As Lumumba prepares to flee and Gillespie has to choose whether or not to try to save the lives of Inès and her Congolese lover, the book turns into a full-blown thriller. Gillespie’s trip into the torture chambers of Leopoldville is horribly convincing. But while Bennett captures the physical background very well, the historic context is not substantially realised. Anxiety over the Bomb was high (a CND march is mentioned through the feeble device of the overheard news item), but the bleakest of the postwar years had given way to the strained optimism of the Macmillan era, in colonial Africa as well as at home. Gillespie’s ossified Weltschmerz is too post-’68, too ‘end of history’; his instinctive knowledge that all African leaders are ‘corrupt thugs’ has too much the benefit of hindsight. Equally, the CIA man’s view that there is no ideology, only good or bad management, may avoid the standard cold warrior clichés but fails to strike the right historical note. In the late Fifties and early Sixties, it wasn’t only the Left who ‘believed’.
Although the book’s London scenes are brief and marginal, the ‘Camden’ where Gillespie casually cohabits with Inès and meets women in pubs has far too modern a feel. In 1959, serial monogamy was not yet the norm and people like these were still in the sexual avant garde; they could still have a heroic sense of what they were doing, while traditional expectations loomed continually in the background. Gillespie is too much the jaded New Man and his internalisings bear too many traces of ‘me-generation’ psychobabble (‘I wanted to feel well about myself’).
The Catastrophist does, however, inhabit its context, inasmuch as almost all the main characters are white. The book, sensibly, offers no new views or even much in the way of interpretation of its historic setting. Lumumba, a man whose short career makes him difficult to appraise, remains a remote figure (although the messianic overtones of his story do not go unnoticed). The only significant African character is lnès’s lover Auguste, an évolué dandy who throws away his brightly buckled shoes to follow Lumumba into exile. In the hands of a Greene or a Naipaul, this character would have had a hinterland of African knowledge and experience – a suggestive otherness which, rightly or wrongly, remains beyond the white protagonist and the reader’s comprehension. Auguste lacks even that level of complexity. Is he a naïve idealist or merely an idealist? We are not given enough information on which to make a judgment.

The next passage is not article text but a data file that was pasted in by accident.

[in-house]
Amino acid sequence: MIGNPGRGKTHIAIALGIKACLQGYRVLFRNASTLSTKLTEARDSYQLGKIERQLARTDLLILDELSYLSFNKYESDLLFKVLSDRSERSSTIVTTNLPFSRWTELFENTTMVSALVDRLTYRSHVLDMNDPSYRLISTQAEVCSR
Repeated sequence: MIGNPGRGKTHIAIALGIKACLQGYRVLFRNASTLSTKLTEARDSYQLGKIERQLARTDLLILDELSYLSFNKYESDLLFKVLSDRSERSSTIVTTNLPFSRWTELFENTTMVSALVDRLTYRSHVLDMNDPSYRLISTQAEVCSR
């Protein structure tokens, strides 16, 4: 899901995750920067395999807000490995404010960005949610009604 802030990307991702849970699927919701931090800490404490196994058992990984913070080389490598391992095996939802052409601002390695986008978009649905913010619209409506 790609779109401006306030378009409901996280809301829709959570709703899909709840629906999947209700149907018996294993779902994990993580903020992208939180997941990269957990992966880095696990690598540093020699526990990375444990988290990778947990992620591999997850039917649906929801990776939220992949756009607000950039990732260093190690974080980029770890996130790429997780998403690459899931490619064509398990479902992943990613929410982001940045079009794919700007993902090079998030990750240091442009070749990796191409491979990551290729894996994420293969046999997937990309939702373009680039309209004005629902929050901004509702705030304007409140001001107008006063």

This may be appropriate, because finally the questions about authenticity and otherness in this book have more to do with Ireland and England than with Africa and the West, even if we are not quite sure what they are. At the conclusion, Gillespie sits on a hillside in Italy, having heard nothing from Inès since they parted amid the chaotic crowds of Lumumba’s mourners. It is 1969 and the Civil Rights movement is underway in Ireland. Gillespie’s mother, the downtrodden housewife, has been politicised by his Communist sister and now goes on marches. But Gillespie remains as unimpressed and as resolutely detached as ever – except in his residual feelings for Inès. In a typically gnomic pronouncement, she wrote in an early letter that she wanted Gillespie to understand ‘how I am to be found, and where’. Looking back, Gillespie reflects that perhaps she was to be found in moments of ‘commitment’: Lumumba’s turning back at the riverside to save his family by his own death, or the intervention of Charles, the taciturn houseboy who Gillespie assumed despised him, to save him from Lumumba’s mourners. To these, Gillespie could have added the moment when he saved the lives of Inès and Auguste. He always claimed his only motive was his love of Inès and his selfish hope that they might be reunited. To the end he is ungenerous, even to himself.